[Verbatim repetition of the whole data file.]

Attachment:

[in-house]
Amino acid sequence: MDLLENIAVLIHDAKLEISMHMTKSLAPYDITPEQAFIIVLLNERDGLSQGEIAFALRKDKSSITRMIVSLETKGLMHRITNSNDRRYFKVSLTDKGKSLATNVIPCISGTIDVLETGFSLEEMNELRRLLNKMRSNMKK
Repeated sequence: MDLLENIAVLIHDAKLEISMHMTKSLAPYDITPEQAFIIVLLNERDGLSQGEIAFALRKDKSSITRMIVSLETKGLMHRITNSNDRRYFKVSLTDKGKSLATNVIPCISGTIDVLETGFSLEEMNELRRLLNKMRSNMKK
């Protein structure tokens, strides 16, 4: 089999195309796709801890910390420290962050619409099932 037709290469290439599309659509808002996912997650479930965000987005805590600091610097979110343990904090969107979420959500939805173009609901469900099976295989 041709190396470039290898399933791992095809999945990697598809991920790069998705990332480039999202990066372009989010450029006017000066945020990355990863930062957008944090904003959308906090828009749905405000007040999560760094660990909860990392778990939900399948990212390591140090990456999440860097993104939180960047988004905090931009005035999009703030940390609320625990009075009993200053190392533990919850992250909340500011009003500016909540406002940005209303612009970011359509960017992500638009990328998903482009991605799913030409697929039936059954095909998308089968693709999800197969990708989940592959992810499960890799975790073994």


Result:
[in-house]
Amino acid sequence: MDLLENIAVLIHDAKLEISMHMTKSLAPYDITPEQAFIIVLLNERDGLSQGEIAFALRKDKSSITRMIVSLETKGLMHRITNSNDRRYFKVSLTDKGKSLATNVIPCISGTIDVLETGFSLEEMNELRRLLNKMRSNMKK
Repeated sequence: MDLLENIAVLIHDAKLEISMHMTKSLAPYDITPEQAFIIVLLNERDGLSQGEIAFALRKDKSSITRMIVSLETKGLMHRITNSNDRRYFKVSLTDKGKSLATNVIPCISGTIDVLETGFSLEEMNELRRLLNKMRSNMKK
């Protein structure tokens, strides 16, 4: 089999195309796709801890910390420290962050619409099932 037709290469290439599309659509808002996912997650479930965000987005805590600091610097979110343990904090969107979420959500939805173009609901469900099976295989 041709190396470039290898399933791992095809999945990697598809991920790069998705990332480039999202990066372009989010450029006017000066945020990355990863930062957008944090904003959308906090828009749905405000007040999560760094660990909860990392778990939900399948990212390591140090990456999440860097993104939180960047988004905090931009005035999009703030940390609320625990009075009993200053190392533990919850992250909340500011009003500016909540406002940005209303612009970011359509960017992500638009990328998903482009991605799913030409697929039936059954095909998308089968693709999800197969990708989940592959992810499960890799975790073994």